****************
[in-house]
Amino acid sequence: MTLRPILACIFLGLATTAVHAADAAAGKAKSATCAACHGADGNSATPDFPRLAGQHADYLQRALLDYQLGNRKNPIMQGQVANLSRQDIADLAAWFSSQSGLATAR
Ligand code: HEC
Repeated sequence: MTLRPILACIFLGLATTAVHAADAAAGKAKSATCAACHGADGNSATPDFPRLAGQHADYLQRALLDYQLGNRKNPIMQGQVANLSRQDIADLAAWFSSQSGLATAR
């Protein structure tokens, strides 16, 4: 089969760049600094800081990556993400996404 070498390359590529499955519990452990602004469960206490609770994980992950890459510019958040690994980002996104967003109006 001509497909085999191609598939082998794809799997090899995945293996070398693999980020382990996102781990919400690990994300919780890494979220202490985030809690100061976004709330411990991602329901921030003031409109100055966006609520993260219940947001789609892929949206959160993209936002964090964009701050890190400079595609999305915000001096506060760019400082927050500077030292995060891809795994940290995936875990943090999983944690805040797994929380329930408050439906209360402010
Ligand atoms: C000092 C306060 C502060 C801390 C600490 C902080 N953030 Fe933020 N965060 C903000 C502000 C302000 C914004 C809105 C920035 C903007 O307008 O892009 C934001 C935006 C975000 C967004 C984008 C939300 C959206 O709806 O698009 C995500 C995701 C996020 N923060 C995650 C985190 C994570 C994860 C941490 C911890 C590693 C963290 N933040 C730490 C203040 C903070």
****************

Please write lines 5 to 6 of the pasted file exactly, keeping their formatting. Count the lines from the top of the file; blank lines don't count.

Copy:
């Protein structure tokens, strides 16, 4: 089969760049600094800081990556993400996404 070498390359590529499955519990452990602004469960206490609770994980992950890459510019958040690994980002996104967003109006 001509497909085999191609598939082998794809799997090899995945293996070398693999980020382990996102781990919400690990994300919780890494979220202490985030809690100061976004709330411990991602329901921030003031409109100055966006609520993260219940947001789609892929949206959160993209936002964090964009701050890190400079595609999305915000001096506060760019400082927050500077030292995060891809795994940290995936875990943090999983944690805040797994929380329930408050439906209360402010
Ligand atoms: C000092 C306060 C502060 C801390 C600490 C902080 N953030 Fe933020 N965060 C903000 C502000 C302000 C914004 C809105 C920035 C903007 O307008 O892009 C934001 C935006 C975000 C967004 C984008 C939300 C959206 O709806 O698009 C995500 C995701 C996020 N923060 C995650 C985190 C994570 C994860 C941490 C911890 C590693 C963290 N933040 C730490 C203040 C903070």